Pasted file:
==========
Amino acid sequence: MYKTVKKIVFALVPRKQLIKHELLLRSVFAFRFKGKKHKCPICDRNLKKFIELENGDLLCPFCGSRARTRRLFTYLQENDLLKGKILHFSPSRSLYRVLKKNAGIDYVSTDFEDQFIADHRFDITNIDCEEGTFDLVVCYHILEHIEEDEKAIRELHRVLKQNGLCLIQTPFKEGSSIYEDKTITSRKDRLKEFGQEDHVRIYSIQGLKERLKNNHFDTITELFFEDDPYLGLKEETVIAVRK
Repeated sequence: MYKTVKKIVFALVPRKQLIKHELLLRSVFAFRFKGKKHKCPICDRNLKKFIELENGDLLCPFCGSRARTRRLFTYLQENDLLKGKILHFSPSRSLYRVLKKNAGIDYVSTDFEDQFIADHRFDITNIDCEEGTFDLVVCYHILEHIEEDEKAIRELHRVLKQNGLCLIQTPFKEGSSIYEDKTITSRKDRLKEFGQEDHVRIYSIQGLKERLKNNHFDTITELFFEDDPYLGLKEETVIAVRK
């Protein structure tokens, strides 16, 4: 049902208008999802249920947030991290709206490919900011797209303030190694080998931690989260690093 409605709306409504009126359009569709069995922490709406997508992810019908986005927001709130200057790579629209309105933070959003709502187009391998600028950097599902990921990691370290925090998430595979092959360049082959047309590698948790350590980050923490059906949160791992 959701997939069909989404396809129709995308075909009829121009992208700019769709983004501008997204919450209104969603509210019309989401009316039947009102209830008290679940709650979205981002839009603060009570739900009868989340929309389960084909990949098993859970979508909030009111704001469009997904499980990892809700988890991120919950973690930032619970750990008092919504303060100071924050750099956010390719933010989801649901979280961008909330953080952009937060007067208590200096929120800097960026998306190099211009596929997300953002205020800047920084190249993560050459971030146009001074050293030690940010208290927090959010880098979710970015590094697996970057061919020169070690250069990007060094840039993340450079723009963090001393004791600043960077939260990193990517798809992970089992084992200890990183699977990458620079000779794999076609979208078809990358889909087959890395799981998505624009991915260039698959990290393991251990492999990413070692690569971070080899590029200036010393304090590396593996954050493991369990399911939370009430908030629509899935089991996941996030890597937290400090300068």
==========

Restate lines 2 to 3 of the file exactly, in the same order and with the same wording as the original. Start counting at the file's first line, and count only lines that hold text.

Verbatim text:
Repeated sequence: MYKTVKKIVFALVPRKQLIKHELLLRSVFAFRFKGKKHKCPICDRNLKKFIELENGDLLCPFCGSRARTRRLFTYLQENDLLKGKILHFSPSRSLYRVLKKNAGIDYVSTDFEDQFIADHRFDITNIDCEEGTFDLVVCYHILEHIEEDEKAIRELHRVLKQNGLCLIQTPFKEGSSIYEDKTITSRKDRLKEFGQEDHVRIYSIQGLKERLKNNHFDTITELFFEDDPYLGLKEETVIAVRK
């Protein structure tokens, strides 16, 4: 049902208008999802249920947030991290709206490919900011797209303030190694080998931690989260690093 409605709306409504009126359009569709069995922490709406997508992810019908986005927001709130200057790579629209309105933070959003709502187009391998600028950097599902990921990691370290925090998430595979092959360049082959047309590698948790350590980050923490059906949160791992 959701997939069909989404396809129709995308075909009829121009992208700019769709983004501008997204919450209104969603509210019309989401009316039947009102209830008290679940709650979205981002839009603060009570739900009868989340929309389960084909990949098993859970979508909030009111704001469009997904499980990892809700988890991120919950973690930032619970750990008092919504303060100071924050750099956010390719933010989801649901979280961008909330953080952009937060007067208590200096929120800097960026998306190099211009596929997300953002205020800047920084190249993560050459971030146009001074050293030690940010208290927090959010880098979710970015590094697996970057061919020169070690250069990007060094840039993340450079723009963090001393004791600043960077939260990193990517798809992970089992084992200890990183699977990458620079000779794999076609979208078809990358889909087959890395799981998505624009991915260039698959990290393991251990492999990413070692690569971070080899590029200036010393304090590396593996954050493991369990399911939370009430908030629509899935089991996941996030890597937290400090300068």